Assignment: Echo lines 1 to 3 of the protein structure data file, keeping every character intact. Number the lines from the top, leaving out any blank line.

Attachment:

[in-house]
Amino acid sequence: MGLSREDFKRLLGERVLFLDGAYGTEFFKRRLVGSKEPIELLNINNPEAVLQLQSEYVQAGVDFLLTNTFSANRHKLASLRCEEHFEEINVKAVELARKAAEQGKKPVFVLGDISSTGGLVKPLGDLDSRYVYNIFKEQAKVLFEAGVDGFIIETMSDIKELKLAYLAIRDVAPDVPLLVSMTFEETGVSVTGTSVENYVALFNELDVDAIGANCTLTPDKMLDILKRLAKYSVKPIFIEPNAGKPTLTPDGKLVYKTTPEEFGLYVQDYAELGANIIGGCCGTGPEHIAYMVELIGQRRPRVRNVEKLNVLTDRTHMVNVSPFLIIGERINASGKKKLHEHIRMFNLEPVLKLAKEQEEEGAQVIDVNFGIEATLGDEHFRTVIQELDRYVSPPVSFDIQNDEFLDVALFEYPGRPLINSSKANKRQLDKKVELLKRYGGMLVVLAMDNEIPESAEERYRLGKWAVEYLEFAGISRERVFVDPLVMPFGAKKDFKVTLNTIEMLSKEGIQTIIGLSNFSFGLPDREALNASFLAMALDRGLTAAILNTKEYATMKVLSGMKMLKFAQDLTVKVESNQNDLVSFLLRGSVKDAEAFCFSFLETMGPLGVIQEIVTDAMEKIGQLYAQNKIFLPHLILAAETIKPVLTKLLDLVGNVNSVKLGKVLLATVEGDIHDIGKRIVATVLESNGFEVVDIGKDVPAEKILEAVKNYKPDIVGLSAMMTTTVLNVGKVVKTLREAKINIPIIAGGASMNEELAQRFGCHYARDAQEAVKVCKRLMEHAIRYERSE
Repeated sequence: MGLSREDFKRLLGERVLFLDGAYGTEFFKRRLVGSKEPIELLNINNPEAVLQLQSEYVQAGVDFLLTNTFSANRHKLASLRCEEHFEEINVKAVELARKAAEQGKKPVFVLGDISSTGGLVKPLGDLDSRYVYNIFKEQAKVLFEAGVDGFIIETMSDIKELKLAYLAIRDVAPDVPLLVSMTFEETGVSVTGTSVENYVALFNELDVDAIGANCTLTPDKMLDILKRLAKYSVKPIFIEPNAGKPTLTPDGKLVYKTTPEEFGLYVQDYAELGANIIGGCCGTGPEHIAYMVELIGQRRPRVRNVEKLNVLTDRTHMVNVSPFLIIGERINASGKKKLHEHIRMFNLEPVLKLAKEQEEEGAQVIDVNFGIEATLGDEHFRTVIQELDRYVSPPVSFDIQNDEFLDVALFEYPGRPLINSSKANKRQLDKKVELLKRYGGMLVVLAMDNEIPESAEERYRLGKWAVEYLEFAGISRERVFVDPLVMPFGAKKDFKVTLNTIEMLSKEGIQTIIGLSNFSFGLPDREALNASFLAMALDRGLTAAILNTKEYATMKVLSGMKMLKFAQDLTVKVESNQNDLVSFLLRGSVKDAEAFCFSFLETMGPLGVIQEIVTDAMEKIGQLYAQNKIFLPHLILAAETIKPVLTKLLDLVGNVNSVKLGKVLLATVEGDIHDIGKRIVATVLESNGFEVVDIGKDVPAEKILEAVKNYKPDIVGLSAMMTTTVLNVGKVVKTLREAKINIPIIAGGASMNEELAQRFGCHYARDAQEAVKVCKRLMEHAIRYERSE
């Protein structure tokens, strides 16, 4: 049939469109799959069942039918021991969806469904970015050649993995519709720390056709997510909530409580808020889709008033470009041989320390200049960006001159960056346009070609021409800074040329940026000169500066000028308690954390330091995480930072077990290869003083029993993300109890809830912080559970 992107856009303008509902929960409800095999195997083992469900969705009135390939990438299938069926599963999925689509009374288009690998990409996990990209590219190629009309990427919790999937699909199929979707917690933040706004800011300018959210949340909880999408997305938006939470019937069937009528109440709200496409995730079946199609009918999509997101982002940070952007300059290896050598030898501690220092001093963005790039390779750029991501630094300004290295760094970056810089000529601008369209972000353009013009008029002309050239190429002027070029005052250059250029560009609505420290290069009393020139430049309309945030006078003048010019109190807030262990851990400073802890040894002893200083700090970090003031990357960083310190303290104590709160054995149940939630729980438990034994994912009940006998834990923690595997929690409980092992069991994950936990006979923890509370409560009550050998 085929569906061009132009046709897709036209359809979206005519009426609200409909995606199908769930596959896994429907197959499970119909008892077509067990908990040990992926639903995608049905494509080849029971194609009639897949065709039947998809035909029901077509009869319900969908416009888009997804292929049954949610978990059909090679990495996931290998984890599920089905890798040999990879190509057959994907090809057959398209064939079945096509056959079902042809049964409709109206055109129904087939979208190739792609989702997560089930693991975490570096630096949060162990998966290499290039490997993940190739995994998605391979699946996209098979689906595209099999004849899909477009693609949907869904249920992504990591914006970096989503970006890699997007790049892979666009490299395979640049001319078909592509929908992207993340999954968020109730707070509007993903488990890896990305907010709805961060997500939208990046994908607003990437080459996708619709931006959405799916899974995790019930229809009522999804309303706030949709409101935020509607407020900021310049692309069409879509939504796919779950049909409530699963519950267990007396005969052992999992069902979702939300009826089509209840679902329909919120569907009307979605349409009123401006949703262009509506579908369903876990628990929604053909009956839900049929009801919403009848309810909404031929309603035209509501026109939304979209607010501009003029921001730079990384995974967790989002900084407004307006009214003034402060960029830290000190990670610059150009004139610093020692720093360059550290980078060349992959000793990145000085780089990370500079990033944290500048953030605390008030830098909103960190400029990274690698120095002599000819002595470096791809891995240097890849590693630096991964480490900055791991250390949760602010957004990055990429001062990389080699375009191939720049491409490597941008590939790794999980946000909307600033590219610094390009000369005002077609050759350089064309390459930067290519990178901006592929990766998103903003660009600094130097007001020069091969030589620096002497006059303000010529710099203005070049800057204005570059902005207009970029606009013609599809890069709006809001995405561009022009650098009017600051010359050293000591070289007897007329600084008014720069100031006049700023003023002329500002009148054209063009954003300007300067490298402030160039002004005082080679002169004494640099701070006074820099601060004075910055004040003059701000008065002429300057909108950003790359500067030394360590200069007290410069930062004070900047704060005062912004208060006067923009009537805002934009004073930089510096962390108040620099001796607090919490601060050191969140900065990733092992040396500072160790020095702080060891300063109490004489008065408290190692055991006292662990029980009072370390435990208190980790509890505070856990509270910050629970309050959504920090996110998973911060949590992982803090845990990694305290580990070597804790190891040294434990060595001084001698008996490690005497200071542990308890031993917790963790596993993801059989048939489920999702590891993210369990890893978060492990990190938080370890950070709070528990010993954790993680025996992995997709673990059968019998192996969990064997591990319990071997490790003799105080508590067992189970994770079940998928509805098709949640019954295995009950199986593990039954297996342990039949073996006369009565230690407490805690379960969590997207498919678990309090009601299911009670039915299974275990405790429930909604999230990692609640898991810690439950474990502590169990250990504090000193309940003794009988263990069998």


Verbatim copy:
[in-house]
Amino acid sequence: MGLSREDFKRLLGERVLFLDGAYGTEFFKRRLVGSKEPIELLNINNPEAVLQLQSEYVQAGVDFLLTNTFSANRHKLASLRCEEHFEEINVKAVELARKAAEQGKKPVFVLGDISSTGGLVKPLGDLDSRYVYNIFKEQAKVLFEAGVDGFIIETMSDIKELKLAYLAIRDVAPDVPLLVSMTFEETGVSVTGTSVENYVALFNELDVDAIGANCTLTPDKMLDILKRLAKYSVKPIFIEPNAGKPTLTPDGKLVYKTTPEEFGLYVQDYAELGANIIGGCCGTGPEHIAYMVELIGQRRPRVRNVEKLNVLTDRTHMVNVSPFLIIGERINASGKKKLHEHIRMFNLEPVLKLAKEQEEEGAQVIDVNFGIEATLGDEHFRTVIQELDRYVSPPVSFDIQNDEFLDVALFEYPGRPLINSSKANKRQLDKKVELLKRYGGMLVVLAMDNEIPESAEERYRLGKWAVEYLEFAGISRERVFVDPLVMPFGAKKDFKVTLNTIEMLSKEGIQTIIGLSNFSFGLPDREALNASFLAMALDRGLTAAILNTKEYATMKVLSGMKMLKFAQDLTVKVESNQNDLVSFLLRGSVKDAEAFCFSFLETMGPLGVIQEIVTDAMEKIGQLYAQNKIFLPHLILAAETIKPVLTKLLDLVGNVNSVKLGKVLLATVEGDIHDIGKRIVATVLESNGFEVVDIGKDVPAEKILEAVKNYKPDIVGLSAMMTTTVLNVGKVVKTLREAKINIPIIAGGASMNEELAQRFGCHYARDAQEAVKVCKRLMEHAIRYERSE
Repeated sequence: MGLSREDFKRLLGERVLFLDGAYGTEFFKRRLVGSKEPIELLNINNPEAVLQLQSEYVQAGVDFLLTNTFSANRHKLASLRCEEHFEEINVKAVELARKAAEQGKKPVFVLGDISSTGGLVKPLGDLDSRYVYNIFKEQAKVLFEAGVDGFIIETMSDIKELKLAYLAIRDVAPDVPLLVSMTFEETGVSVTGTSVENYVALFNELDVDAIGANCTLTPDKMLDILKRLAKYSVKPIFIEPNAGKPTLTPDGKLVYKTTPEEFGLYVQDYAELGANIIGGCCGTGPEHIAYMVELIGQRRPRVRNVEKLNVLTDRTHMVNVSPFLIIGERINASGKKKLHEHIRMFNLEPVLKLAKEQEEEGAQVIDVNFGIEATLGDEHFRTVIQELDRYVSPPVSFDIQNDEFLDVALFEYPGRPLINSSKANKRQLDKKVELLKRYGGMLVVLAMDNEIPESAEERYRLGKWAVEYLEFAGISRERVFVDPLVMPFGAKKDFKVTLNTIEMLSKEGIQTIIGLSNFSFGLPDREALNASFLAMALDRGLTAAILNTKEYATMKVLSGMKMLKFAQDLTVKVESNQNDLVSFLLRGSVKDAEAFCFSFLETMGPLGVIQEIVTDAMEKIGQLYAQNKIFLPHLILAAETIKPVLTKLLDLVGNVNSVKLGKVLLATVEGDIHDIGKRIVATVLESNGFEVVDIGKDVPAEKILEAVKNYKPDIVGLSAMMTTTVLNVGKVVKTLREAKINIPIIAGGASMNEELAQRFGCHYARDAQEAVKVCKRLMEHAIRYERSE